It is concerning to me that parents and educators consider fiction to be less important to a child’s literacy than nonfiction. The stories most meaningful to me as a child were all make-believe. Reading fiction helps children understand what others are thinking and feeling. Such understanding could better prepare children for the complex world we live in today.
This topic reminds me of a wonderful novel I read recently titled “Exit West” by Moshin Hamid. It tells the story of two young people, Saeed and Nadia, in an unnamed country torn apart by civil war. They are forced to flee their homeland, and they eventually make their way to the United States.
The remarkable thing about this book is the way the author expresses the tragedy of exile and dislocation from family. It’s a heart-wrenching story of loss which gave me a deeper understanding of the plight of refugees.
“The Underground Railroad” by Colson Whitehead comes to mind as well. It tells the story of Cora, a young runaway slave, who escapes on a railroad that runs through underground tunnels. The depiction of her journey is harrowing and kept me engaged. “The Underground Railroad” won both the Pulitzer Prize and the National Book Award.
Both novels feature magical elements. In “Exit West,” people pass through doors to find themselves in another country. “The Underground Railroad” asks readers to accept the idea that trains ran through tunnels built in the South. Such plot devices did not diminish the strong depiction of complex characters in difficult situations. Their stories were different from my own life, and they challenged me to understand their experiences.
The case for reading fiction is strong. Reduced stress, greater empathy, increased vocabulary, and more creativity are good reasons to pick up a novel and dive in. In the words of American novelist, Joyce Carol Oates:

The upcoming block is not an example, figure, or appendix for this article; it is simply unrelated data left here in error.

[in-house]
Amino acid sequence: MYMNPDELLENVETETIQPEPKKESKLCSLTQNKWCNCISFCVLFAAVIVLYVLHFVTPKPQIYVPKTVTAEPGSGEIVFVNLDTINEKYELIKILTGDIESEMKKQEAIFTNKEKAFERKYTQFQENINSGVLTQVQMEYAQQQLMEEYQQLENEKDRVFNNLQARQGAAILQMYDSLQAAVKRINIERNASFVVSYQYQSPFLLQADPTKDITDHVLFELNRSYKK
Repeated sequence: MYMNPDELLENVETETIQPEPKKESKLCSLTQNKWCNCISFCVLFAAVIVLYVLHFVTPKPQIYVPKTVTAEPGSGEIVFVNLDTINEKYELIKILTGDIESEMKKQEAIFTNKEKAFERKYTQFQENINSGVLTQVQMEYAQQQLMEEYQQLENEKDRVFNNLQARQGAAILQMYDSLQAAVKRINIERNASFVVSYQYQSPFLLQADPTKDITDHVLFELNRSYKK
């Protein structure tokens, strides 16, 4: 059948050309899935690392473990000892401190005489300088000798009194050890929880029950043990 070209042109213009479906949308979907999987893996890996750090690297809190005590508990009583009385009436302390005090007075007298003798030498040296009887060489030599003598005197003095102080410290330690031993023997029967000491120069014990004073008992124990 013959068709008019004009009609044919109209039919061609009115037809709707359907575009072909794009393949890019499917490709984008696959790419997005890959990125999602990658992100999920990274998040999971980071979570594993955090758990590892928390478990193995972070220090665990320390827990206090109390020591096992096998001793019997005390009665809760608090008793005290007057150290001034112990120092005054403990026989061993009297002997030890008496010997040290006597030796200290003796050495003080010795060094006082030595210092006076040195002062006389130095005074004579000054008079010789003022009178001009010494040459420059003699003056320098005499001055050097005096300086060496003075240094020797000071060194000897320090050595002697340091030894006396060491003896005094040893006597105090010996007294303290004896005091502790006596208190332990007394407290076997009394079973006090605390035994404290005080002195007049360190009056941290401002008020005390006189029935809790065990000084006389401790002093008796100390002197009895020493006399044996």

“Reading is the sole means by which we slip, involuntarily, often helplessly,
into another’s skin, another’s voice, another’s soul.”
Dirt is Good
The American obsession with a germ-free environment may be one reason our rates of allergies, asthma and digestive issues have sky-rocketed. Seem counter-intuitive? Dig in and see what some top scientists have to say.
- story by Christina Richardson
Jack Gilbert is the faculty director of the Microbiome Center and a professor in the department of surgery at the University of Chicago, founder of the Earth Microbiome Project and co-founder of the American Gut Project.
According to research on the subject, “From birth to age three, your child’s microbiome, especially in the gut, is extremely dynamic.” By age three the adult levels will be in place and everything you need is there. “There they stay, fending off pathogens, breaking down fibers, tuning the immune system and even influencing mental health.”
Why is dirt good? Claire Fraser-Liggott, Ph.D., a professor at the University of Maryland, made a good case for dirt in a TEDxMidAtlantic talk. Fraser-Liggott says that we are not alone, and by that I mean in our own bodies. We are a little planet, a microbial ecosystem with hundreds of trillions of microbes living with us.
“If you go back to fundamental principles of ecology, we know that high diversity ecosystems are more stable and resilient.” (9:22 in the Claire Fraser’s TED Talk video). Lacking that in our bodies, we are more prone to allergies, food allergies, and asthma.
Dr. Fraser-Liggott helped launch the field of microbial genomics and is with the Institute for Genome Sciences. It is the purpose of this effort to lay the foundation for new approaches to personalized medicine.
One of the studies has an ick factor, so bear with me: Many people who have compromised microbe colonies due to antibiotic use or other factors are prone to problems with their digestive tracts and have diarrhea that is difficult to treat. Fecal transplants have been very successful in treating these disorders.
And yes, that means taking fecal material from a person with healthy microbes and planting them in the intestinal tract of the patient. Dr. Fraser-Liggott states that the cure rate is 95 percent for those patients that had a “re-poopulating of the gut.” Her words, not mine.